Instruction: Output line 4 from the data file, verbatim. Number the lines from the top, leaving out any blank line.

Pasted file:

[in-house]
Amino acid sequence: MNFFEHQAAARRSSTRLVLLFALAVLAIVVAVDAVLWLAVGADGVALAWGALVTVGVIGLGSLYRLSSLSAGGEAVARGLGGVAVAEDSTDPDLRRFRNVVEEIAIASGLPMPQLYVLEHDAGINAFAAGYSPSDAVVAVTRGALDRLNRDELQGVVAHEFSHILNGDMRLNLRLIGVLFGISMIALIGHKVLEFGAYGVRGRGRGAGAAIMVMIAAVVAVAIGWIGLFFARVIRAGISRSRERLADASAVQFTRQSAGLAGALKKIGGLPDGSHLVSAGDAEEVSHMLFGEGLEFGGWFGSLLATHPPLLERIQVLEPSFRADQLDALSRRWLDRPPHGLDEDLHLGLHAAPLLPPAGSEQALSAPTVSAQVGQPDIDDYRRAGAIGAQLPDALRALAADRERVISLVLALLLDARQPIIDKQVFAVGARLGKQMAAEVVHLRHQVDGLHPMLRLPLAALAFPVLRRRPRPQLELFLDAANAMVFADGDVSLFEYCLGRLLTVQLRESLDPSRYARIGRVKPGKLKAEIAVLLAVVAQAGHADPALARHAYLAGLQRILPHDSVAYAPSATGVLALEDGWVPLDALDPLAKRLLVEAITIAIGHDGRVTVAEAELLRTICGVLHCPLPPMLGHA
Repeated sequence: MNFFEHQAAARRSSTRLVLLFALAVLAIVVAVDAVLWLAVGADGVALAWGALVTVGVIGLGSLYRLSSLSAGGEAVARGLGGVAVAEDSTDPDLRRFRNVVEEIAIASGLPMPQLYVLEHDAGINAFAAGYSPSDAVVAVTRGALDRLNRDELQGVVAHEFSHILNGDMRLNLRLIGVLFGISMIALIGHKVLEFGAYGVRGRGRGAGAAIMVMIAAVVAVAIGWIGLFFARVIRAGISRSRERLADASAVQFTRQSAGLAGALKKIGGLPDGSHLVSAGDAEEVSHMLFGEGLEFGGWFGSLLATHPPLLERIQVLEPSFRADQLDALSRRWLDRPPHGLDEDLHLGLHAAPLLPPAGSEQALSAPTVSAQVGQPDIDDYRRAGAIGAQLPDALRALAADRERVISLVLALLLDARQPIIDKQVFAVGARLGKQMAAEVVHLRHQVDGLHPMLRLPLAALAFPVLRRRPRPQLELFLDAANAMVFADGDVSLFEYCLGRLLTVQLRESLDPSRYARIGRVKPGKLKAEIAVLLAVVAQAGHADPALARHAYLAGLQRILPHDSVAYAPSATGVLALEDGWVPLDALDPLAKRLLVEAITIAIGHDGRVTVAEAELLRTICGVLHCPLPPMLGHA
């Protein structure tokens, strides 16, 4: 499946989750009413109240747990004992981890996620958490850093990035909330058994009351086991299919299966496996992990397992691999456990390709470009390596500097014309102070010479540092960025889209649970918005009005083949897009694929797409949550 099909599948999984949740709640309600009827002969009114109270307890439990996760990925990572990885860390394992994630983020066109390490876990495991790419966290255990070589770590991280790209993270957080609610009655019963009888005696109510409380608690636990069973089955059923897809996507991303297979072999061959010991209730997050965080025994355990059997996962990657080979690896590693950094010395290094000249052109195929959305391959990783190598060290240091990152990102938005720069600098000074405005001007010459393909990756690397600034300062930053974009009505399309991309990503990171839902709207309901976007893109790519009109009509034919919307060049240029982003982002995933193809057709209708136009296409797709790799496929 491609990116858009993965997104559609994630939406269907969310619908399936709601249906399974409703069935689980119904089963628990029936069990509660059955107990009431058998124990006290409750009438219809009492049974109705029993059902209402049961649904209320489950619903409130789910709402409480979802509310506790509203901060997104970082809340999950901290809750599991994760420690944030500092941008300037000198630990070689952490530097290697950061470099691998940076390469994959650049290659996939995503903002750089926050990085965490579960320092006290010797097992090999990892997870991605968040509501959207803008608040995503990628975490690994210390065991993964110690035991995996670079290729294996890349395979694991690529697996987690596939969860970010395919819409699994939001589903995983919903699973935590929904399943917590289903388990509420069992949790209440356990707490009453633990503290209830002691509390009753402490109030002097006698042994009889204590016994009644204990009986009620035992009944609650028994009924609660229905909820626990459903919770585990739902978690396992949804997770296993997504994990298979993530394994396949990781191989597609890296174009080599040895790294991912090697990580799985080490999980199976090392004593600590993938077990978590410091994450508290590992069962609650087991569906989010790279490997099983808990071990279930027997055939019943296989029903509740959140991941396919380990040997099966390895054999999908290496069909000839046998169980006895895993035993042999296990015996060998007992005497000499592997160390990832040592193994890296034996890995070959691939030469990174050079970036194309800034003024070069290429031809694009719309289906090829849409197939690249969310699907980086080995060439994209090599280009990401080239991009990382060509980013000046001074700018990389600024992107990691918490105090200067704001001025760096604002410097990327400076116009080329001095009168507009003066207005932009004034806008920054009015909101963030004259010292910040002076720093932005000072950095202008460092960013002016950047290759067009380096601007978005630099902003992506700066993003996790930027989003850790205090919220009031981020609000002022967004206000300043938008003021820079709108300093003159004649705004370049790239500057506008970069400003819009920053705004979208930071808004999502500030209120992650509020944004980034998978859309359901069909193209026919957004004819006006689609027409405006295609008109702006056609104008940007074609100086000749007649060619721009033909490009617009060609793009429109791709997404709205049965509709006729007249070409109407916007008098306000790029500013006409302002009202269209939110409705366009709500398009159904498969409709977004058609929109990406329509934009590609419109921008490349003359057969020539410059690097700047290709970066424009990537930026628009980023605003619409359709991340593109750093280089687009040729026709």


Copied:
């Protein structure tokens, strides 16, 4: 499946989750009413109240747990004992981890996620958490850093990035909330058994009351086991299919299966496996992990397992691999456990390709470009390596500097014309102070010479540092960025889209649970918005009005083949897009694929797409949550 099909599948999984949740709640309600009827002969009114109270307890439990996760990925990572990885860390394992994630983020066109390490876990495991790419966290255990070589770590991280790209993270957080609610009655019963009888005696109510409380608690636990069973089955059923897809996507991303297979072999061959010991209730997050965080025994355990059997996962990657080979690896590693950094010395290094000249052109195929959305391959990783190598060290240091990152990102938005720069600098000074405005001007010459393909990756690397600034300062930053974009009505399309991309990503990171839902709207309901976007893109790519009109009509034919919307060049240029982003982002995933193809057709209708136009296409797709790799496929 491609990116858009993965997104559609994630939406269907969310619908399936709601249906399974409703069935689980119904089963628990029936069990509660059955107990009431058998124990006290409750009438219809009492049974109705029993059902209402049961649904209320489950619903409130789910709402409480979802509310506790509203901060997104970082809340999950901290809750599991994760420690944030500092941008300037000198630990070689952490530097290697950061470099691998940076390469994959650049290659996939995503903002750089926050990085965490579960320092006290010797097992090999990892997870991605968040509501959207803008608040995503990628975490690994210390065991993964110690035991995996670079290729294996890349395979694991690529697996987690596939969860970010395919819409699994939001589903995983919903699973935590929904399943917590289903388990509420069992949790209440356990707490009453633990503290209830002691509390009753402490109030002097006698042994009889204590016994009644204990009986009620035992009944609650028994009924609660229905909820626990459903919770585990739902978690396992949804997770296993997504994990298979993530394994396949990781191989597609890296174009080599040895790294991912090697990580799985080490999980199976090392004593600590993938077990978590410091994450508290590992069962609650087991569906989010790279490997099983808990071990279930027997055939019943296989029903509740959140991941396919380990040997099966390895054999999908290496069909000839046998169980006895895993035993042999296990015996060998007992005497000499592997160390990832040592193994890296034996890995070959691939030469990174050079970036194309800034003024070069290429031809694009719309289906090829849409197939690249969310699907980086080995060439994209090599280009990401080239991009990382060509980013000046001074700018990389600024992107990691918490105090200067704001001025760096604002410097990327400076116009080329001095009168507009003066207005932009004034806008920054009015909101963030004259010292910040002076720093932005000072950095202008460092960013002016950047290759067009380096601007978005630099902003992506700066993003996790930027989003850790205090919220009031981020609000002022967004206000300043938008003021820079709108300093003159004649705004370049790239500057506008970069400003819009920053705004979208930071808004999502500030209120992650509020944004980034998978859309359901069909193209026919957004004819006006689609027409405006295609008109702006056609104008940007074609100086000749007649060619721009033909490009617009060609793009429109791709997404709205049965509709006729007249070409109407916007008098306000790029500013006409302002009202269209939110409705366009709500398009159904498969409709977004058609929109990406329509934009590609419109921008490349003359057969020539410059690097700047290709970066424009990537930026628009980023605003619409359709991340593109750093280089687009040729026709």